Water Pollution Activities for Kids

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Rainwater travels into lakes, rivers, streams, ponds and the ground, absorbing pollutants from the atmosphere and soil and carrying them into waterways. According to a U.S. Environmental Protection Agency, both human and animal activities result in water pollution. Typical examples encompass microbial and lead contamination as well as chemical contamination from fertilizers. Water pollution activities help children to explore sources of pollution and ways to mitigate its damaging effects on waterways.

Build a Watershed

  • Construct a model of a watershed, which is the land that rainwater passes through to reach bodies of water. Show how a watershed functions like a funnel, guiding water downstream. Ball up newspaper and place it on the bottom of a pan. Cover the newspaper with aluminum foil. Shape the foil-covered newspaper so that it forms a valley with two hills on either side. Pinch the outside edges of the foil upward to prevent water from flowing over the watershed. Use a spray bottle to coat the model with water, squirting the water in different directions. Observe water trickling down the hills and into the valley. Dip a paper towel into food coloring. Crumple the towel and put it in the watershed. Simulate water pollution by spraying water on your model, watching for run-off from the food coloring into the valley.

Investigate Your Watershed

  • Advance the first activity of building a watershed by drawing a picture of it. Illustrate the flow of water downstream, starting at high points in geography and trickling down to streams or reservoirs. Research the types of contaminants, such as household detergents and garden fertilizers, mixing with the rainwater in your neighborhood. Draw examples of contaminants in your picture. Identify your real watershed by visiting the U.S. Environmental Protection Agency's website at www.epa.gov/surf2/locate/map2.html. Click on your state, and then click on the place that is nearest the water source for your area. Examine the map of your watershed and locate potential sources of water pollution, such as highways and factories.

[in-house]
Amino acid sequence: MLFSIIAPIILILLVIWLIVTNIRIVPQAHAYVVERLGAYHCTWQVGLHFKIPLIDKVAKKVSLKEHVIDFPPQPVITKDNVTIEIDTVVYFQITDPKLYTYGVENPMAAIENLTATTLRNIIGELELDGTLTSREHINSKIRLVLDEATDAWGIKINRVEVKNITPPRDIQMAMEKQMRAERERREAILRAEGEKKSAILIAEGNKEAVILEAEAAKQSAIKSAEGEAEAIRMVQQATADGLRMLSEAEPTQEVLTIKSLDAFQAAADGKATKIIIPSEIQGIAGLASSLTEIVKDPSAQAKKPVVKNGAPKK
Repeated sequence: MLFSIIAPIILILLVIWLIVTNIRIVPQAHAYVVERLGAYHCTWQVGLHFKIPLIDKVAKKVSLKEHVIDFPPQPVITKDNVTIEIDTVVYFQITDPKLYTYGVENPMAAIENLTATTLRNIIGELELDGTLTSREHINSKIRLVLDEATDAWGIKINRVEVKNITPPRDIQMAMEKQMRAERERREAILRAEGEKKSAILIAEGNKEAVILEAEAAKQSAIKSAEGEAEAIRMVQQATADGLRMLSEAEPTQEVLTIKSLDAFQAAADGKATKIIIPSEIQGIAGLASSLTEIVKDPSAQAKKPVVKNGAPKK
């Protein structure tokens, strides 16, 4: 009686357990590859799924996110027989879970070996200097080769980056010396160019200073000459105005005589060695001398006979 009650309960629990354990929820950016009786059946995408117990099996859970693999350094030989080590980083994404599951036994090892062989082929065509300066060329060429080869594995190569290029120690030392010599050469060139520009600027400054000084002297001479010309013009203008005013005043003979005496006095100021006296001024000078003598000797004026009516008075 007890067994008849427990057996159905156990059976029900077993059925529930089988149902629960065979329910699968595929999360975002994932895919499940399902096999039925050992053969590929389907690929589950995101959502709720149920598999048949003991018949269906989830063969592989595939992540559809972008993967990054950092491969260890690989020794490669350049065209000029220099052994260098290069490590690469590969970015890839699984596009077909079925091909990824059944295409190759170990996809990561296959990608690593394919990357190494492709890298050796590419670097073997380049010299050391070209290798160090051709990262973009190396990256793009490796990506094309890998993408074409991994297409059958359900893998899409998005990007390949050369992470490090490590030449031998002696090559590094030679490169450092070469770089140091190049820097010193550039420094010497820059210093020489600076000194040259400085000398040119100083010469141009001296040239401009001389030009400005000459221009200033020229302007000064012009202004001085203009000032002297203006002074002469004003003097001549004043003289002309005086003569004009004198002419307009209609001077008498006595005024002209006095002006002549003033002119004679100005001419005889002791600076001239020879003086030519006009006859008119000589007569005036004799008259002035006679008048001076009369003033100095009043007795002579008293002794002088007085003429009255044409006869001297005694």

Explore Filtration

  • Set aside materials to create a filtration system, which includes 2 cups sand, 2 cups gravel, 1/2 cup activated charcoal, coffee filter, sponge, straw, paper clip, cotton ball, 2-liter soda bottle, rubber band, duct tape, nylon hose, modeling clay, foot-long piece of yarn and scissors. Gather also materials for contaminants, including 6 to 8 drops of food coloring, 1/2 cup raisins, 1/2 cup soil, 3 tbsp. baking soda, paper plate torn into pieces and a handful of twigs, leaves and grass. Divide children into small groups. Give each group a water-filled bucket and a bottle that's been cut in half. Have each group invert the top half of the bottle and place it in the bottle's bottom. Ask the group to mix contaminants into their buckets, pouring in food coloring, raisins, soil, baking soda, paper pieces and twigs and grass. Have each group create a filter, using only 8 items from the filtration materials. Give the children 15 minutes to design their filters. Ask them to pour their contaminated water through the filters, directing them to take their experiments outdoors. Declare the team with the cleanest water after filtering as the winner.

Examine Aquifers

  • Gather blue and red food coloring, a 5-quart bucket of vanilla ice cream, a bottle of clear soda pop, straws, clear plastic cups and colored sprinkles. Use chocolate chips to represent gravel and sand. Review groundwater, which is the water that moves through the cracks in soil, rock and sand. Ask students to fill a cup 1/3 full with chocolate chips. Have them add soda to cover this layer. Direct them to put a scoop of ice cream into the cup to form a confining layer over the chocolate chips, or aquifers. Add another layer of chips over the ice cream, and coat with sprinkles to create a porous top layer. Have the children add food coloring to the soda, observing its effects when poured on their aquifers. Ask the children to drill wells by inserting a straw through the parfait's center. Challenge them to suck on the straw and pump the well, studying the decrease in the water table. Focus the children on the concentration of contaminants, or food coloring, in the well area and how they leak through the ice cream. Have them recharge their aquifers by pouring soda onto their parfaits.

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